Every country will set its own definition of "lawful" and "criminal," so "lawful" and "criminal" are meaningless, arbitrary standards. That's the danger of BlackBerry's thinking -- it may feel good or seem expedient, but it causes a deeper harm each time that erodes our liberties and the type of society that we claim to want.
BlackBerry says customers' BES servers have no backdoors and have never been compromised for government requests. Chen suggests cooperation with governments is in other areas of BlackBerry's technology chain -- perhaps its network operations centers, for example. (The key that BlackBerry has apparently shared is the default that individuals use unless their organization has its own BES server; each organization's BES server has its own key, unknown to BlackBerry similar to Apple not knowing users' encryption keys on iOS devices.)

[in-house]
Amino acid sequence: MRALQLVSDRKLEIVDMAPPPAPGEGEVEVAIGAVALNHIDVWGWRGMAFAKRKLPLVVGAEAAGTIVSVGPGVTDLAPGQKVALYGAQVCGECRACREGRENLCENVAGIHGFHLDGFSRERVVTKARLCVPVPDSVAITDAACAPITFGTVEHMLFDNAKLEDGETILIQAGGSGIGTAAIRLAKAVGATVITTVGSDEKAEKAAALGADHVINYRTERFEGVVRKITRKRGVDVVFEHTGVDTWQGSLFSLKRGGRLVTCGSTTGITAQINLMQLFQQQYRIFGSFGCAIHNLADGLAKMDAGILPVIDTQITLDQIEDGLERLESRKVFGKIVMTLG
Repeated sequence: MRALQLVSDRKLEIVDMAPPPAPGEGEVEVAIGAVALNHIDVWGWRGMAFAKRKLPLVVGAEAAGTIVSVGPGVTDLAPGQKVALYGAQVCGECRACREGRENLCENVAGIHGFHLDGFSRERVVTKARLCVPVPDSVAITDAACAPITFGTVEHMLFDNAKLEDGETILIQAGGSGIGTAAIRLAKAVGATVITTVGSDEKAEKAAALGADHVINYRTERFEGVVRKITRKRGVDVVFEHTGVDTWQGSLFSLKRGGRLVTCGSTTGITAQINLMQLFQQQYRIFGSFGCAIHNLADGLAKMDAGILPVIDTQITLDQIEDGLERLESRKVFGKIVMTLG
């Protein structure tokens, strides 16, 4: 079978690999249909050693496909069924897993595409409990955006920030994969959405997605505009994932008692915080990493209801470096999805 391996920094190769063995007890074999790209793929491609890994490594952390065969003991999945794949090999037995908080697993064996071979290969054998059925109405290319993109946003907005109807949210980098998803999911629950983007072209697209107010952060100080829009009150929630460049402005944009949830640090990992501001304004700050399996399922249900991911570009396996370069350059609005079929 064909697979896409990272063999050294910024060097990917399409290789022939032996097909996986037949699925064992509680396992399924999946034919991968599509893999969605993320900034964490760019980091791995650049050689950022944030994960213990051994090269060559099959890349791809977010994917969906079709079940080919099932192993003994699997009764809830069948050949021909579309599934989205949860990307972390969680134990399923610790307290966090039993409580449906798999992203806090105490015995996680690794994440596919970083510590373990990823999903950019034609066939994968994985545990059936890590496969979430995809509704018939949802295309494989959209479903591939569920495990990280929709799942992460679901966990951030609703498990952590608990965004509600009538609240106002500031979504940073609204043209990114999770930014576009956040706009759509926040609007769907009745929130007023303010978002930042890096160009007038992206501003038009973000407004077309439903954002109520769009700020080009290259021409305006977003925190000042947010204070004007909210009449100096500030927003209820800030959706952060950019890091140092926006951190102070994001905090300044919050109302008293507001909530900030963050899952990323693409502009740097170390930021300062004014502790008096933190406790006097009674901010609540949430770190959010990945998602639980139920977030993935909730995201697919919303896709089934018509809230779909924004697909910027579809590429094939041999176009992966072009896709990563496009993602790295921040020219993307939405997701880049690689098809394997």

Although I have no doubt about Chen's sincerity and BlackBerry's integrity, I believe the company's rationale for cooperation with data-access requests is dangerous. If you use a BlackBerry and read Chen's views on how it cooperates on "lawful" requests, do you really believe your data is safe? I wouldn't -- because BlackBerry is not adverse to opening its doors.
I hope everyone who still uses a BlackBerry thinks about that the next time they pick up their phone -- especially if they think that using a BlackBerry makes them more secure than if they used another device. At this point, they will never really know.
Sign up for CIO Asia eNewsletters.